Bosses at City of York Council and North Yorkshire County Council (NYCC) yesterday jointly briefed media for the first time about the next phase of plans to move ahead with changes to local government.
Various authorities in the county are divided about how to propose the area moves forward with a £2.4bn deal for devolved powers - the kind seen in South Yorkshire and coming to West Yorkshire - after Ministers said in July it would have to simplify the way local government works.
North Yorkshire County Council (NYCC) has controversially said there should be one unitary authority to cover the whole county, replacing the current two-tier system - where both county and district council are responsible for running the area’s services - and getting rid of the seven districts, but with the City of York Council left as it is.
However, district leaders have proposed that two separate authorities be set up to cover Ryedale, Scarborough, Selby and York in the east, and Craven, Hambleton, Harrogate and Richmondshire in the west.
York council, which unlike its surrounding counterparts is currently its own unitary authority, stated yesterday that there is “no functional, historical or logical reason to merge York with surrounding rural and coastal areas”.
It says that such a change would mean an anticipated £117 increase for Band D taxpayers in York, an eight per cent increase.
There would be disruption to services across York and the districts during a crucial recovery period and the end of the 800 year connection between the city and the council, they said.
Keith Aspden, leader of City of York Council said: “York’s unique character, beautiful heritage and strong history is recognised across the world. Protecting our identity, whilst keeping costs low and minimising service disruption for our residents, is of paramount importance for our future long term prosperity.
"Ultimately, any decision that affects York’s residents, businesses and communities, should be made in York.”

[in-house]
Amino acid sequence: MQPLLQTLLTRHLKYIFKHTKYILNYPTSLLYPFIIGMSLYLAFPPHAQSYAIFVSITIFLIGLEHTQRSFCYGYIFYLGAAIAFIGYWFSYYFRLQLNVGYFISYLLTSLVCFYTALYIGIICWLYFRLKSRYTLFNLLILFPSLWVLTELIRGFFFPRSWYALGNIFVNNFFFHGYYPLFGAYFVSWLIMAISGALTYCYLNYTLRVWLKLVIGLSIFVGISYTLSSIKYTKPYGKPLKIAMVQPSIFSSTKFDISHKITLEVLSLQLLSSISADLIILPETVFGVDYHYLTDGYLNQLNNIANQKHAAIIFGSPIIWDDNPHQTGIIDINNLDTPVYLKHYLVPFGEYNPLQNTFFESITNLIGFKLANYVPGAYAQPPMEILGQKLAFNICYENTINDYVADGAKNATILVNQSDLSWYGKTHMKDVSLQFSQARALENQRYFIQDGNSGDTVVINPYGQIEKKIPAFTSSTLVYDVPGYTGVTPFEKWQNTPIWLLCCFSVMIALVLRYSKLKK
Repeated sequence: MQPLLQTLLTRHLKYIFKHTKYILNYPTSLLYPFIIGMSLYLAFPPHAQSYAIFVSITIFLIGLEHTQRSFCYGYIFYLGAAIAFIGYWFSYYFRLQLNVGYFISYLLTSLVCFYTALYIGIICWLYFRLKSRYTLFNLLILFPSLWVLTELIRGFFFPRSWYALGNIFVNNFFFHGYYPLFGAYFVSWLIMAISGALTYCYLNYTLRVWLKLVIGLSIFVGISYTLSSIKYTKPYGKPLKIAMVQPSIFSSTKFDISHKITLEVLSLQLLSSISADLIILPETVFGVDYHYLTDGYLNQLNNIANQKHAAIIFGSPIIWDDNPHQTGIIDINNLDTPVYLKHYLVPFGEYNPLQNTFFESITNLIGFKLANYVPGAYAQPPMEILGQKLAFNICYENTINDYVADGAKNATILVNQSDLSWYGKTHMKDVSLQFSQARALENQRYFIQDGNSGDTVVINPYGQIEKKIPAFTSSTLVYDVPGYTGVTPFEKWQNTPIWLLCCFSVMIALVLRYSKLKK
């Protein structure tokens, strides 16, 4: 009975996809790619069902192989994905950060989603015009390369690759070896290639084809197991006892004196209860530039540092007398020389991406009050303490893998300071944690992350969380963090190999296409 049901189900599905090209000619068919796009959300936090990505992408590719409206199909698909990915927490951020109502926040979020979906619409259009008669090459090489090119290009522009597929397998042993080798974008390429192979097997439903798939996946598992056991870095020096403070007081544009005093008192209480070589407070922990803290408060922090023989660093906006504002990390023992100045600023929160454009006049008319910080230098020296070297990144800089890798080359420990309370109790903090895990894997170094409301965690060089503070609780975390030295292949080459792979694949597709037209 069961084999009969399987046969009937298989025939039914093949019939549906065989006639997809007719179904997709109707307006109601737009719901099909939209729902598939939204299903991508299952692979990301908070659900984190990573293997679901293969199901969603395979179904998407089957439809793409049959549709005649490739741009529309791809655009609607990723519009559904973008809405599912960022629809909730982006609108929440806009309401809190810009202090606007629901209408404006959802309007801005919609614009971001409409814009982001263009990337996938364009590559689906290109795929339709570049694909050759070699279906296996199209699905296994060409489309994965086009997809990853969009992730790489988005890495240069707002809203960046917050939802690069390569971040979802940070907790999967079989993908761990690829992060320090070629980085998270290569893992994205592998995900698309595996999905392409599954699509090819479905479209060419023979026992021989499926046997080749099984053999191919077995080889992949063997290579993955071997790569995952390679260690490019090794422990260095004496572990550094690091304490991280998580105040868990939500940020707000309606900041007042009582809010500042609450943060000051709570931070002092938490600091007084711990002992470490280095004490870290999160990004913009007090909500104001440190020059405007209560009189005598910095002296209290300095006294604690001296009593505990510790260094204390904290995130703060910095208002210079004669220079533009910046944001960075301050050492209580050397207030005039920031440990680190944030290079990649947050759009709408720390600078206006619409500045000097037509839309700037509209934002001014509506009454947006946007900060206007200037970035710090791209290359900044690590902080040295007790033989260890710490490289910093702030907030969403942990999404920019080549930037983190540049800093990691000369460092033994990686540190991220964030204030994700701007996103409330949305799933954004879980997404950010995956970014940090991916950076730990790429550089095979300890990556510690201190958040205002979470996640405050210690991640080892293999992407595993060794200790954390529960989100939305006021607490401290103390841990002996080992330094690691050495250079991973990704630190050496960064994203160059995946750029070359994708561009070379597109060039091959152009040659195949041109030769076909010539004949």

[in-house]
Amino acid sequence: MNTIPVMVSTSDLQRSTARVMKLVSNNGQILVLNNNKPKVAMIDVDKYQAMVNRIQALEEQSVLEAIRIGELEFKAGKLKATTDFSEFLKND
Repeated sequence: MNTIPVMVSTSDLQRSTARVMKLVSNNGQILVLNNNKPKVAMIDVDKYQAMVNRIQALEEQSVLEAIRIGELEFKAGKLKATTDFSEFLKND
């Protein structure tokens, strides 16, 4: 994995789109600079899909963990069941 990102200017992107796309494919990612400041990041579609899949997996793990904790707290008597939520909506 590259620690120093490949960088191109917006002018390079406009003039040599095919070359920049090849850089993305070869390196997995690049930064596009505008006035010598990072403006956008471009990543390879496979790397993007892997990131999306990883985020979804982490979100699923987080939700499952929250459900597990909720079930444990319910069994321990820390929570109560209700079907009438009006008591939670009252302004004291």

After receiving an invitation from Government to submit proposals to address the local government issue, it has been proposed to York council’s Executive that the authority remains as it is, which if agreed would be presented to the full council on October 29.
The council would then provide a submission to Government demonstrating why York council should remain.
Other reasons offered for why it should stay were that its geography is “distinctly different to its surrounding area” and that it has maintained financial stability since it was formed in 1996.
Yesterday’s briefing was described in terms of a “Strategic Partnership” between NYCC and York council.
Carl Les, the leader of North Yorkshire County Council, said: “It’ll take about a year to negotiate the asks, the devolution asks with Government.
“The sooner we get started, the sooner we will see the benefit. And conversely, the longer it takes to get started, the more people in York and North Yorkshire are losing out on the absolute benefits that we can see are happening around the country.
"I just look across the wall at the top end of the county and I look at what Ben Houchen is doing in Tees Valley and we are just falling behind every week that we are not negotiating with the Government and not achieving the benefits that can come from a devolution deal.”